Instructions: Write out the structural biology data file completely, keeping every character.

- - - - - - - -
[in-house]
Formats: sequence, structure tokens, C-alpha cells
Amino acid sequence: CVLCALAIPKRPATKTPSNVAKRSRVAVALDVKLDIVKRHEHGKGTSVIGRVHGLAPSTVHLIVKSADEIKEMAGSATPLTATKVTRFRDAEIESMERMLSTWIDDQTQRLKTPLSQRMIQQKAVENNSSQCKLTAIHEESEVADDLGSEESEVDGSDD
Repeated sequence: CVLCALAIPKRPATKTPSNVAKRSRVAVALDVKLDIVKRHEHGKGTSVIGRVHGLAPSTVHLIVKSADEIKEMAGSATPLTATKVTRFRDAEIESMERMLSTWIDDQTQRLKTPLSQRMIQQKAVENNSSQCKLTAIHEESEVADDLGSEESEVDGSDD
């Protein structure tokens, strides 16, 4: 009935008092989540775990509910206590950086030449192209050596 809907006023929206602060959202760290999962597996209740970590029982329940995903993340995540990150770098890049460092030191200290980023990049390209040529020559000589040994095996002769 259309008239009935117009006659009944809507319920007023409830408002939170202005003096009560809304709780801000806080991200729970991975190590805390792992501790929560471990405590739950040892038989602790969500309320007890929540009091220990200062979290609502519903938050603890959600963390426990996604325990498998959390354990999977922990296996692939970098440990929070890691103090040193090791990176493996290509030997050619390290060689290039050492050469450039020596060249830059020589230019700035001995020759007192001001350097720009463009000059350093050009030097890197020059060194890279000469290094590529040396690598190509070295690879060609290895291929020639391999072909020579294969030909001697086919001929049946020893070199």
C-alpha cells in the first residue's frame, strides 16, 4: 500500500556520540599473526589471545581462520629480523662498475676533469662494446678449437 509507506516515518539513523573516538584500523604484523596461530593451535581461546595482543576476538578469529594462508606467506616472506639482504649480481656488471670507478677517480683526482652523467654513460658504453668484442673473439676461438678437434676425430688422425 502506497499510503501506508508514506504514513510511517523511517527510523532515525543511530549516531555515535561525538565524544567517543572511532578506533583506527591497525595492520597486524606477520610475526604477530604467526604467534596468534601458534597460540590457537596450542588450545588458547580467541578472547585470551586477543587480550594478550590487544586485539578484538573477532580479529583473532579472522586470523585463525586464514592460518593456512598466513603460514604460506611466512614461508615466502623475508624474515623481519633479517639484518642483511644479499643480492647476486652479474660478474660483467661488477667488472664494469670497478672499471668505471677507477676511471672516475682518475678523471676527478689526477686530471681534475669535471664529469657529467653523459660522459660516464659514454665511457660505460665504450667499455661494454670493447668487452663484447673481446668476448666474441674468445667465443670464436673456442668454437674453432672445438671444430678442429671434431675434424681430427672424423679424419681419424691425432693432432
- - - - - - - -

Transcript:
[in-house]
Formats: sequence, structure tokens, C-alpha cells
Amino acid sequence: CVLCALAIPKRPATKTPSNVAKRSRVAVALDVKLDIVKRHEHGKGTSVIGRVHGLAPSTVHLIVKSADEIKEMAGSATPLTATKVTRFRDAEIESMERMLSTWIDDQTQRLKTPLSQRMIQQKAVENNSSQCKLTAIHEESEVADDLGSEESEVDGSDD
Repeated sequence: CVLCALAIPKRPATKTPSNVAKRSRVAVALDVKLDIVKRHEHGKGTSVIGRVHGLAPSTVHLIVKSADEIKEMAGSATPLTATKVTRFRDAEIESMERMLSTWIDDQTQRLKTPLSQRMIQQKAVENNSSQCKLTAIHEESEVADDLGSEESEVDGSDD
């Protein structure tokens, strides 16, 4: 009935008092989540775990509910206590950086030449192209050596 809907006023929206602060959202760290999962597996209740970590029982329940995903993340995540990150770098890049460092030191200290980023990049390209040529020559000589040994095996002769 259309008239009935117009006659009944809507319920007023409830408002939170202005003096009560809304709780801000806080991200729970991975190590805390792992501790929560471990405590739950040892038989602790969500309320007890929540009091220990200062979290609502519903938050603890959600963390426990996604325990498998959390354990999977922990296996692939970098440990929070890691103090040193090791990176493996290509030997050619390290060689290039050492050469450039020596060249830059020589230019700035001995020759007192001001350097720009463009000059350093050009030097890197020059060194890279000469290094590529040396690598190509070295690879060609290895291929020639391999072909020579294969030909001697086919001929049946020893070199």
C-alpha cells in the first residue's frame, strides 16, 4: 500500500556520540599473526589471545581462520629480523662498475676533469662494446678449437 509507506516515518539513523573516538584500523604484523596461530593451535581461546595482543576476538578469529594462508606467506616472506639482504649480481656488471670507478677517480683526482652523467654513460658504453668484442673473439676461438678437434676425430688422425 502506497499510503501506508508514506504514513510511517523511517527510523532515525543511530549516531555515535561525538565524544567517543572511532578506533583506527591497525595492520597486524606477520610475526604477530604467526604467534596468534601458534597460540590457537596450542588450545588458547580467541578472547585470551586477543587480550594478550590487544586485539578484538573477532580479529583473532579472522586470523585463525586464514592460518593456512598466513603460514604460506611466512614461508615466502623475508624474515623481519633479517639484518642483511644479499643480492647476486652479474660478474660483467661488477667488472664494469670497478672499471668505471677507477676511471672516475682518475678523471676527478689526477686530471681534475669535471664529469657529467653523459660522459660516464659514454665511457660505460665504450667499455661494454670493447668487452663484447673481446668476448666474441674468445667465443670464436673456442668454437674453432672445438671444430678442429671434431675434424681430427672424423679424419681419424691425432693432432